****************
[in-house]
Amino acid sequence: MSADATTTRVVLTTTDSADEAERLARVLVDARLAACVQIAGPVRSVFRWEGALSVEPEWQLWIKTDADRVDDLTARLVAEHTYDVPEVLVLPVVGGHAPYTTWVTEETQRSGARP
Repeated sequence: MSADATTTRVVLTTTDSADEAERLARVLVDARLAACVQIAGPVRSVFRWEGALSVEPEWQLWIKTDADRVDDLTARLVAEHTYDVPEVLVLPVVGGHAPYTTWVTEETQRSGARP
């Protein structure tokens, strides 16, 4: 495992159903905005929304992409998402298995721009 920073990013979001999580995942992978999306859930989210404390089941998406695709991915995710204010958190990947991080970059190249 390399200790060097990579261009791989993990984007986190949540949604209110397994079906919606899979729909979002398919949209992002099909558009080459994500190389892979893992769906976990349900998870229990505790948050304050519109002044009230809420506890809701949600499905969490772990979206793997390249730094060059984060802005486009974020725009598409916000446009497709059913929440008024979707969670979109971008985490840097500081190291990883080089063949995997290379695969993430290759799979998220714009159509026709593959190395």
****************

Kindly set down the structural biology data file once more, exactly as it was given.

[in-house]
Amino acid sequence: MSADATTTRVVLTTTDSADEAERLARVLVDARLAACVQIAGPVRSVFRWEGALSVEPEWQLWIKTDADRVDDLTARLVAEHTYDVPEVLVLPVVGGHAPYTTWVTEETQRSGARP
Repeated sequence: MSADATTTRVVLTTTDSADEAERLARVLVDARLAACVQIAGPVRSVFRWEGALSVEPEWQLWIKTDADRVDDLTARLVAEHTYDVPEVLVLPVVGGHAPYTTWVTEETQRSGARP
């Protein structure tokens, strides 16, 4: 495992159903905005929304992409998402298995721009 920073990013979001999580995942992978999306859930989210404390089941998406695709991915995710204010958190990947991080970059190249 390399200790060097990579261009791989993990984007986190949540949604209110397994079906919606899979729909979002398919949209992002099909558009080459994500190389892979893992769906976990349900998870229990505790948050304050519109002044009230809420506890809701949600499905969490772990979206793997390249730094060059984060802005486009974020725009598409916000446009497709059913929440008024979707969670979109971008985490840097500081190291990883080089063949995997290379695969993430290759799979998220714009159509026709593959190395």